Better trade deals, slapping import tariffs... all to make America great again. President Donald Trump continues to say a lot. But given the contractual obligations of the US as a member to the World Trade Organisation, the question arises whether he can deliver.
Multilateral free trade is closely linked to international trade policies, for the latter sets the institutional framework for such exchanges.
Guaranteed, long-term access to crucial natural resources and the availability of a business-friendly economic infrastructure reduces the dependency of a country on imports but increases its dependence on exports.
Countries whose economic strength allows for a high degree of openness have the advantage of being able to exploit international trade as the engine of wealth, rendering economic development within their country or customs union borders.
But excessive openness of an economy coupled with a low, stagnating or declining level of economic development weakens ailing companies and industries. It results in fierce foreign competition, which, in most cases, ends up in a high deficit of the foreign trade balance for the country.
The concept of multilateral free trade has to be understood as a rule-based model where trade between countries can move unhindered. It is free of government imposed trade-prohibitive import tariffs or quotas. The result is a fair and equitable market access, free from market distorting subsidies and competition impeding dumping practices.
Where such regulations existed, they have been removed on the basis of reciprocity, or become actionable via price-rebalancing counter measures.
Governments nowadays recognise the value of thinking global, easy access to foreign markets for their industries, and creating opportunities to seek investment funds. This encourages domestic businesses and industries to look for viable commercial opportunities beyond their own borders.
That said, it would be a mistake to reason that competitively priced products in a home market will be equally successful on a foreign one, for both visible and opaque factors related to cross-border trade.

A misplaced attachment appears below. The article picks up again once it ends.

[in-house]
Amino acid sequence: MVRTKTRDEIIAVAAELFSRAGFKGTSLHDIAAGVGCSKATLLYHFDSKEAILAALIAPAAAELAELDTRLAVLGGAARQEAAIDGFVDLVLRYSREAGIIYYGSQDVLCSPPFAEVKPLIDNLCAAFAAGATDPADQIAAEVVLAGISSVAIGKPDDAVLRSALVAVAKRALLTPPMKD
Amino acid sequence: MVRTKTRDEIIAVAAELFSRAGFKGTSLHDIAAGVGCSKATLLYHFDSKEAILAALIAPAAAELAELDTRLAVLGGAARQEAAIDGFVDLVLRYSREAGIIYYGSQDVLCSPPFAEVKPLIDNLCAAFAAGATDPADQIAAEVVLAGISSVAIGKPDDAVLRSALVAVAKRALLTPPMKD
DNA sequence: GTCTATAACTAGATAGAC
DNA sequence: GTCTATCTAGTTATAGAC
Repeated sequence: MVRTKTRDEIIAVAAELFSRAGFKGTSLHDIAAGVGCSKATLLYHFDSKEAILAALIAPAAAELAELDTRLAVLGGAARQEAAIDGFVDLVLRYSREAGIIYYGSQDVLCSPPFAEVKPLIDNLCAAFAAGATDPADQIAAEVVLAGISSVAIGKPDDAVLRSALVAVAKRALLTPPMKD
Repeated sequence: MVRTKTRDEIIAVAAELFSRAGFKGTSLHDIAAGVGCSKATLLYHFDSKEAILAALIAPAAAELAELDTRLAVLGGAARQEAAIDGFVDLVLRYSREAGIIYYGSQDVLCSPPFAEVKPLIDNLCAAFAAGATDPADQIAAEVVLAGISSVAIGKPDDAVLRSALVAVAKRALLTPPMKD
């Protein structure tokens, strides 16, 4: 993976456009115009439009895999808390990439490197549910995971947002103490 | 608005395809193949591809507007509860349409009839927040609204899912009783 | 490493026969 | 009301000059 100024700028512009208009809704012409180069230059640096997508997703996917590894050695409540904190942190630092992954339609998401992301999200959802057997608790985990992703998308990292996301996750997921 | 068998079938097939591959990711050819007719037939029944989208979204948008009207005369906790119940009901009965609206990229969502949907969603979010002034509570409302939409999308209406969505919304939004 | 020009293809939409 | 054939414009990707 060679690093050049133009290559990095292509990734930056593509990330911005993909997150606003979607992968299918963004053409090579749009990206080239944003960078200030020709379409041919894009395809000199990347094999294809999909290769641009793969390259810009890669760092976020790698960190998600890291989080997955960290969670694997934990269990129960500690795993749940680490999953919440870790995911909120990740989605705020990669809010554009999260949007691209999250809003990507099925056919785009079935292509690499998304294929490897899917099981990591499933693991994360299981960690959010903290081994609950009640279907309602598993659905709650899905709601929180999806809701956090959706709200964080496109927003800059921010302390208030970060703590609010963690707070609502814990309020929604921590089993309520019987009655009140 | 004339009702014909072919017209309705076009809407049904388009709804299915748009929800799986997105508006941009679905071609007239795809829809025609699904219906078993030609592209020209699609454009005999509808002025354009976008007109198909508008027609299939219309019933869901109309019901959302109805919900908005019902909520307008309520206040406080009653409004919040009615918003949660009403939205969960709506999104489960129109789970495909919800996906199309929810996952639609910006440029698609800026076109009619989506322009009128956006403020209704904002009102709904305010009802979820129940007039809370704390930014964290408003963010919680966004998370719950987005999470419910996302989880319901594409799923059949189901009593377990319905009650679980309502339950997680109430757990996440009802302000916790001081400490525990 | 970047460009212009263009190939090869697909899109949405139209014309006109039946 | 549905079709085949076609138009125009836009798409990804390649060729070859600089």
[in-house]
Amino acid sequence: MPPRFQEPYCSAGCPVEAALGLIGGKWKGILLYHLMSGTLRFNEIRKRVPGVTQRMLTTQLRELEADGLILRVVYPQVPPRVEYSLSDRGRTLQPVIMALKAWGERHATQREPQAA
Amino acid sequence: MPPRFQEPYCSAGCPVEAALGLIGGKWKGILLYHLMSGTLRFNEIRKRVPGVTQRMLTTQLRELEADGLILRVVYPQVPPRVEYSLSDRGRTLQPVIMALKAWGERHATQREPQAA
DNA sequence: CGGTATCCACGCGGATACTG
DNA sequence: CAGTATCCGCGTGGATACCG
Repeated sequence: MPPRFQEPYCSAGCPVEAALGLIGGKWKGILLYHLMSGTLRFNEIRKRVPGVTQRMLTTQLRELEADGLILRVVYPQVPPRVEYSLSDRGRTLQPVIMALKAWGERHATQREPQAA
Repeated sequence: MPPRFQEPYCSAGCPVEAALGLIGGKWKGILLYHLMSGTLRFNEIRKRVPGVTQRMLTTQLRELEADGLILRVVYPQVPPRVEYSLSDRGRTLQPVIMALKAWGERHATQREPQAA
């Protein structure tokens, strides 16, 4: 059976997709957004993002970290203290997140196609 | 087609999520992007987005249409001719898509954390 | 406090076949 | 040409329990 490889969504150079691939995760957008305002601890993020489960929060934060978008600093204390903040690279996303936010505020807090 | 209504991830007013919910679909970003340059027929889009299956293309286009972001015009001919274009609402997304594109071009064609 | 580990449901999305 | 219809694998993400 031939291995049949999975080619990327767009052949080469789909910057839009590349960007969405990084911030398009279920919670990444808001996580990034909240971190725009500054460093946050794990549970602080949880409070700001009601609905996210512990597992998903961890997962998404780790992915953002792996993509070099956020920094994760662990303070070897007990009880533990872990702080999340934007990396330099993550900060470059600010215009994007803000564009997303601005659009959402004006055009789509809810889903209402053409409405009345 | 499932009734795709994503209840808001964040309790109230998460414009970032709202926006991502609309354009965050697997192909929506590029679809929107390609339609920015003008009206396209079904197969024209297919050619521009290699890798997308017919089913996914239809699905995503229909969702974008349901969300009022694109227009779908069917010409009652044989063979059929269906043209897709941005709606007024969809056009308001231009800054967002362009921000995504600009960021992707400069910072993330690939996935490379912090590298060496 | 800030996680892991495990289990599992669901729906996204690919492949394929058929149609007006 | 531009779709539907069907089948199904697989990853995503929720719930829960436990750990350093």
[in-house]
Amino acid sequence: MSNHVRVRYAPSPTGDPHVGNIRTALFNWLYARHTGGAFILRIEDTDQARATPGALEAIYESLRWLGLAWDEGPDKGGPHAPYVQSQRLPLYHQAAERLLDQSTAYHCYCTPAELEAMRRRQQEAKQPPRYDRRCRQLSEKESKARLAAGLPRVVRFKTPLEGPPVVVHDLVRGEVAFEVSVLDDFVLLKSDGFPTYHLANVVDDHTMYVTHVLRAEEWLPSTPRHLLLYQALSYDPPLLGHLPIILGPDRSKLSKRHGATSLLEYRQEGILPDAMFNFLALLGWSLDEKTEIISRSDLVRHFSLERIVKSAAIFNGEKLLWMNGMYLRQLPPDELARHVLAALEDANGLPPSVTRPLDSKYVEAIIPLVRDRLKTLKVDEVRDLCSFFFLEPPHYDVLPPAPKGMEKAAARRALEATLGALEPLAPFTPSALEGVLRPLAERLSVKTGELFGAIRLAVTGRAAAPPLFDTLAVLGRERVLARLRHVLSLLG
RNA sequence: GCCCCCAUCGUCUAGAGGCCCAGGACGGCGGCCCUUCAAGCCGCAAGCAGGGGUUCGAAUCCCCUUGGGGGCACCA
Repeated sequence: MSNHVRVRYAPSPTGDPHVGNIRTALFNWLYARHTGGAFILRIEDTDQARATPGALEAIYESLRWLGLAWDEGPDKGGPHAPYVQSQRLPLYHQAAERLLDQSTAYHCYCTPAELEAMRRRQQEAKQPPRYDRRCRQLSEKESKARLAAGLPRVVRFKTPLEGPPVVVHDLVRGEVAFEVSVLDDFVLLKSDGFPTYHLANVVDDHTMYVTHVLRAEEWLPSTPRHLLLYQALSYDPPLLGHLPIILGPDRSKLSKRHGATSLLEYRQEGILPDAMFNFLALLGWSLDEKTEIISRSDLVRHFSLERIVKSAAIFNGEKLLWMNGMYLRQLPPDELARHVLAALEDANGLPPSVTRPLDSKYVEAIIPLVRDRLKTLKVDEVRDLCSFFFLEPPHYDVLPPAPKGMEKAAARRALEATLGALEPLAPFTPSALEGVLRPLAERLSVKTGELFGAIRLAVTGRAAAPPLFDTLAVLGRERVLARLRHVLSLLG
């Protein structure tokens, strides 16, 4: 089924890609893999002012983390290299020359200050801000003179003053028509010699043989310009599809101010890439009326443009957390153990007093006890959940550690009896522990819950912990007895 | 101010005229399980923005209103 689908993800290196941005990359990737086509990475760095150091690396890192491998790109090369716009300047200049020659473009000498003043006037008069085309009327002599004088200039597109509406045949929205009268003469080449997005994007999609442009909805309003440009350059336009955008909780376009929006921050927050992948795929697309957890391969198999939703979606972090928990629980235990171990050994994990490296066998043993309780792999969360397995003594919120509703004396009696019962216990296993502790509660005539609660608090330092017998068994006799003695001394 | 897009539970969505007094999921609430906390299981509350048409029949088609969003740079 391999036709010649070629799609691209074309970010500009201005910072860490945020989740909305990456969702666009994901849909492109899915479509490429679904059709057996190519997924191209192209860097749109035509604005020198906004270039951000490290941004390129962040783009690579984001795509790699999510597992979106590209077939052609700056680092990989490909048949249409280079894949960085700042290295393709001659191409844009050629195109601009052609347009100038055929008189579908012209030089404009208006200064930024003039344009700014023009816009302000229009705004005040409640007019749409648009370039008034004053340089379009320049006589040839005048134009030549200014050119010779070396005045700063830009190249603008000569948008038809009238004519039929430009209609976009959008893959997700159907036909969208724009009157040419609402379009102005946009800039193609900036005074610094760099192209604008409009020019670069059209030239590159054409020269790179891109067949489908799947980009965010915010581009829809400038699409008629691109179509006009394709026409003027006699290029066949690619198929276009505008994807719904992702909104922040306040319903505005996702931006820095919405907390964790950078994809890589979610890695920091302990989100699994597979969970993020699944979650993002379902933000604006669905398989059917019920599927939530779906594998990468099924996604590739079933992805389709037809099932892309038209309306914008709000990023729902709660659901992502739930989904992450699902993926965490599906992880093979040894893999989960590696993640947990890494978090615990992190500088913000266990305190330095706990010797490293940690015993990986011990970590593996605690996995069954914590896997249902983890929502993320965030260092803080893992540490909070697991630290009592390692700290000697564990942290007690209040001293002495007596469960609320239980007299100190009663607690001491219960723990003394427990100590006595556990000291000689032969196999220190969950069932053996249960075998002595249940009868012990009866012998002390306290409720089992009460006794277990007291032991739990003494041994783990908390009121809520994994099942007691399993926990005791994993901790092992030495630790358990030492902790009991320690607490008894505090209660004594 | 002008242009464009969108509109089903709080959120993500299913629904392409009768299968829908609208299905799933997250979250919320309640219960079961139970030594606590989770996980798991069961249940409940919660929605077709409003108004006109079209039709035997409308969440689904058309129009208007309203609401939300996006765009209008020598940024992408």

Customs regulations and procedures between countries can be very complex, extremely slow and notoriously trade restrictive. Moreover, accomplishing improved access to international markets via simplified and faster border procedures is one thing.
Ensuring that intellectual and industrial property is adequately protected or guaranteeing government-imposed monopolies are effectively dismantled is another.
The rules and agreements of the WTO call for multilateral free trade being conducted on a non-discriminatory and reciprocal basis, with the lowering of import tariffs as a key objective.
The rule of most-favoured-nation treatment guarantees that advantages, favours, privileges and immunities given to one are also unconditionally accorded to others. It means if country A reduces its import tariff of 45 per cent on cars from country B with 25 per cent, then — provided they are WTO members — all other countries exporting cars to country A can immediately demand exactly the same.
Thus, WTO members are required to have their requests-and-offers written into scheduled tariff concessions, which (by general rule) are only allowed to be adjusted downwards by tariff reduction negotiations.
Naturally, WTO rules provide general exceptions, for example the (temporary) suspension of the application of the most-favoured-nation clause in the event of emergency or safeguard action.
Unilaterally and pointedly slapping import tariffs will certainly be another matter, for this involves many US trading partners, most of them committed WTO members.
The writer is a trade policy analyst based in Brussels.